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The Search for Abatement Technologies in the Alberta Oil Sands

Author

Listed:
  • Alain-Désiré Nimubona
  • Ujjayant Chakravorty
  • Andrew Leach

Abstract

We develop a three-stage model of abatement technology search, adoption, and deployment. Using this model, which draws on search theory tools more frequently used in labour and monetary economics, we compare market-based and command-and-control pollution control instruments with respect to the incentives each provides for abatement technology search and adoption, expected emissions reductions, and expected compliance costs. We motivate our work by examining firm-level decisions in the oil sands region of Alberta, Canada, where firms are developing new abatement technologies to reduce fluid tailings associated with mining operations. We show that the polluting firm always has more incentives to search for and adopt a more efficient abatement technology under either an emissions tax or a tradeable permit system than under an equivalently stringent emissions standard. We also show that while expected incentives for innovation are comparable under emissions taxes and tradeable permit regimes, the likelihood for total future compliance costs to be reduced after an increase in the stringency of environmental policy - the so-called Porter hypothesis - is higher with a tradeable permit regime.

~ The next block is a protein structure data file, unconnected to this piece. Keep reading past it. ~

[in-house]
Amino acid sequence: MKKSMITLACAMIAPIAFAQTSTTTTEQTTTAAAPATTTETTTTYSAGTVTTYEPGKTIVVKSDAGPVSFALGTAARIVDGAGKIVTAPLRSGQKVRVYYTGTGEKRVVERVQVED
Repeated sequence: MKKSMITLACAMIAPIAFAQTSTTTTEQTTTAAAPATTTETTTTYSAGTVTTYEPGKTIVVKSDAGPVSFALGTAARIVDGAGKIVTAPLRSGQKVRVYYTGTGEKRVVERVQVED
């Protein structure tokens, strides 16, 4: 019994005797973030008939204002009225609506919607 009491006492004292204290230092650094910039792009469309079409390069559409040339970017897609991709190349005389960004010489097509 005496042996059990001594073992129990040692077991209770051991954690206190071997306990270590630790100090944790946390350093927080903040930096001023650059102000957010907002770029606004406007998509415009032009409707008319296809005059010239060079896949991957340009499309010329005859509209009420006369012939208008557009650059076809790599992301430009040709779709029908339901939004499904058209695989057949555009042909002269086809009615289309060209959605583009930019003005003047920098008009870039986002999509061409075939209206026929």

Suggested Citation

  • Alain-Désiré Nimubona & Ujjayant Chakravorty & Andrew Leach, 2014. "The Search for Abatement Technologies in the Alberta Oil Sands," CESifo Working Paper Series 4781, CESifo.
  • Handle: RePEc:ces:ceswps:_4781
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    File URL: https://www.cesifo.org/DocDL/cesifo1_wp4781.pdf
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    References listed on IDEAS

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    More about this item

    Keywords

    abatement technology; search; prices versus quantities; oil sands; Porter hypothesis;
    All these keywords.

    JEL classification:

    • Q55 - Agricultural and Natural Resource Economics; Environmental and Ecological Economics - - Environmental Economics - - - Environmental Economics: Technological Innovation
    • Q58 - Agricultural and Natural Resource Economics; Environmental and Ecological Economics - - Environmental Economics - - - Environmental Economics: Government Policy
    • H23 - Public Economics - - Taxation, Subsidies, and Revenue - - - Externalities; Redistributive Effects; Environmental Taxes and Subsidies
    • D83 - Microeconomics - - Information, Knowledge, and Uncertainty - - - Search; Learning; Information and Knowledge; Communication; Belief; Unawareness

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